I met DJ Mark Leventhal 20 years ago. He was 30, and we had a great deal in common: We both loved music. We were both Jersey Boys, we were both DJ’s (yeah—I did that too) and we both did the “unthinkable” by moving to South Beach in the early ’90s.
Mark curated and created music that was just right, an unstructured non-stop musical adventure. A poem, a play, a story with no beginning, middle or end. He leaves those who knew him with a huge spiritual win. He took his passion, music, and he narrated it for us; translated the beats, ran with it, and made a living doing it 24/7.
Mark passed away two days ago, February 18th, 2014.
He was so loved on this unique barrier island. Mark woke up one recent morning and knew something was off. He got unexpectedly sick, his life was abruptly interrupted. He was hospitalized. It was serious. The South Beach community rallied and held a fundraiser to help with medical bills. Mark, like many freelancers, had no health insurance. Unfortunately, he lost the fight!
I’ll always remember Mark’s mellow tone and unique personal harmony. He had this devotional, almost irreverent calm, never hyper or frantic—even when our sound systems failed during outdoor events.
I hired Mark to spin at my first Volleypalooza (an outdoor model volleyball tournament where a fun sports competition met T & A, mixed with music and a two-day mini beach village). The first one was actually held by a former promoter named Tony Theodore in 1994. It sort of failed, but I loved the concept and decided to make it an annual event, knowing that combined with the power of Ocean Drive magazine, it would be a winner. In February 1995, on the beach, across the street from the News Café, at Ocean and 8th, it was created. Mark was with me from day one, always our music director. And with Rick Delgado, our multi talented tournament director emcee, we created magic on the beach for the next 13 years.
Mark, and so many other people, made beach volleyball one of the keystone events that helped created South Beach. Thanks Mark! I always dialed your number to play at my annual Ocean Drive magazine Anniversary parties. And in those very early days, when we had a party with “no budget,” Mark played for free.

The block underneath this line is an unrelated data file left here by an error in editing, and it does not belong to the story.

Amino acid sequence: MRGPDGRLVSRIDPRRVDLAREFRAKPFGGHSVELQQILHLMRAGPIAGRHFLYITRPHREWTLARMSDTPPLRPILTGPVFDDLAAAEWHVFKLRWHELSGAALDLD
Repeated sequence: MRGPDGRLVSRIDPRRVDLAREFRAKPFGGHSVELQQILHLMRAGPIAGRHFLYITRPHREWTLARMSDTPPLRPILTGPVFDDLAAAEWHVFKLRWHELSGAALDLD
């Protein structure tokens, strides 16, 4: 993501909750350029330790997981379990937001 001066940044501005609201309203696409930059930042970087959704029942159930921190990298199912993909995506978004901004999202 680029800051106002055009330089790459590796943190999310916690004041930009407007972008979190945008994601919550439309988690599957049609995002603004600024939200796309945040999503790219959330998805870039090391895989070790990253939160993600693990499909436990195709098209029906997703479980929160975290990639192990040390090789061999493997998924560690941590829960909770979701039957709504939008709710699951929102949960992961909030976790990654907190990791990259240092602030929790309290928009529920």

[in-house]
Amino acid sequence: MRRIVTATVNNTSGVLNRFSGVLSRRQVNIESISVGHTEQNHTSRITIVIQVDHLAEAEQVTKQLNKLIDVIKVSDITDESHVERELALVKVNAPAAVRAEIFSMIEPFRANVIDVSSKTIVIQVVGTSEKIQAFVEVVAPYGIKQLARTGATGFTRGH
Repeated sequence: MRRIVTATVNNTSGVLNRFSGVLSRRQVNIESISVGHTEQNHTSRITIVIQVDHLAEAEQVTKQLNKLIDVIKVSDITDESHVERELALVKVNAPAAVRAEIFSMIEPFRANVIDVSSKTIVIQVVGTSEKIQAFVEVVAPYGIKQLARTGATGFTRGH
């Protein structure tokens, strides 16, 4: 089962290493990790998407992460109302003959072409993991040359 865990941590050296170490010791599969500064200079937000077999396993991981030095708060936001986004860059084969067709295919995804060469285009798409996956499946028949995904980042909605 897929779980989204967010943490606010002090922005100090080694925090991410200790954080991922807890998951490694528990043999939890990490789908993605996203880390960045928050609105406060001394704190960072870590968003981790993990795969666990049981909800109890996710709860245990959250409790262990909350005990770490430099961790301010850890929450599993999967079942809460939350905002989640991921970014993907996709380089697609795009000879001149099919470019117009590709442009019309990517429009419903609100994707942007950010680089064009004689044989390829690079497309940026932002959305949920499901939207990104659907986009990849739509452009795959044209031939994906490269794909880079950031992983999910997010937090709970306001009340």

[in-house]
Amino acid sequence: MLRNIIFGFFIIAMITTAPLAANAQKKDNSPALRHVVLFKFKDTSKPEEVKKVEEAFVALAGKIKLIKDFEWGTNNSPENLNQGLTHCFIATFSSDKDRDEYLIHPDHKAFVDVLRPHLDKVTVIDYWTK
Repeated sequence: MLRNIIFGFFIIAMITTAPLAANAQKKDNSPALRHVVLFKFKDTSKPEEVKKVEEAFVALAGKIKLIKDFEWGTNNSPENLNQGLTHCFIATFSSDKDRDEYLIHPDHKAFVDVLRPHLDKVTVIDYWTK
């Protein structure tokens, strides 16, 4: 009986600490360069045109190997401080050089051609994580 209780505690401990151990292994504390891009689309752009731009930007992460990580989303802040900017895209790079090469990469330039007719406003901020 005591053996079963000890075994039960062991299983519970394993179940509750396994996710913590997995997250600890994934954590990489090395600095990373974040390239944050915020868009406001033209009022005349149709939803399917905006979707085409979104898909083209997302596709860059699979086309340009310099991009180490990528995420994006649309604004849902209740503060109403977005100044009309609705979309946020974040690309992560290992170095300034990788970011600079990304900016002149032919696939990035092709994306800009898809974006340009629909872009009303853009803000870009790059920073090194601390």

I remember fondly at every event and every party, I would ask him to play “it louder, softer, change the tempo, or just stop playing all together.” We never developed cues or rehearsed this stuff. I always produced on the fly. I would yell, scream, make requests. Years later, someone pointed out and made me aware of the very obvious fact that he was wearing headsets and couldn’t hear me anyway.
Most of all, I’ll never forget this great image of him, Holly and their two newborn babies wandering on stage during those great crisp, blue sky, sunny warm, tropical dreamlike February weekends in the late ’90s. Whether it was Jamie Foxx, Tommy Davidson, N*SYNC or No Mercy, Mark was always there with me. He was South Beach’s DJ, and at least for me, is and will always be that guy.
Sometime after 2007 when I sold Ocean Drive, I lost track of myself, and Mark, among other people. I regret that so much. I no longer heard the music this magical poet spun, sounds that I loved so much. But Mark just kept on spinning.
I don’t think he ever made it to the big stages at LIV or STORY or ULTRA. I’m almost certain that he didn’t even care or “give a shit” either way. He was our South Beach DJ, and he earned it, day and night, schlepping his own equipment from gig to gig. Just like a surfer, he probably dreamed about it, but never ever rode or caught the “big one,” but I know he still loved every minute of it.
So he didn’t make it to the big dance, you know the $100,000-a-night gigs. There will be no statute or bronze medal, or even a street named in his honor. He will be the anonymous minstrel, a person who arrived on our little island at the right time, and, along with a handful of us, carved out a brand in Miami Beach that today is called South Beach!
Let’s ask new Mayor Philip Levine to proclaim today, tomorrow, this week, whatever, “Mark Leventhal Day.”
Mark, I’d like the honor of being able to play a song for you called “We Belong To Music,” written, sung and produced by Miami’s own Timbaland, featuring additional vocals by Miley Cyrus.
Mr. Leventhal, it’s time to take the headsets off, maybe on the beach we owned for a moment in time, at Ocean Drive and 8th Street. Sit under a wind-twisted palm tree and listen to all the great music you created for us!
Yea, I like that!
Take a bow!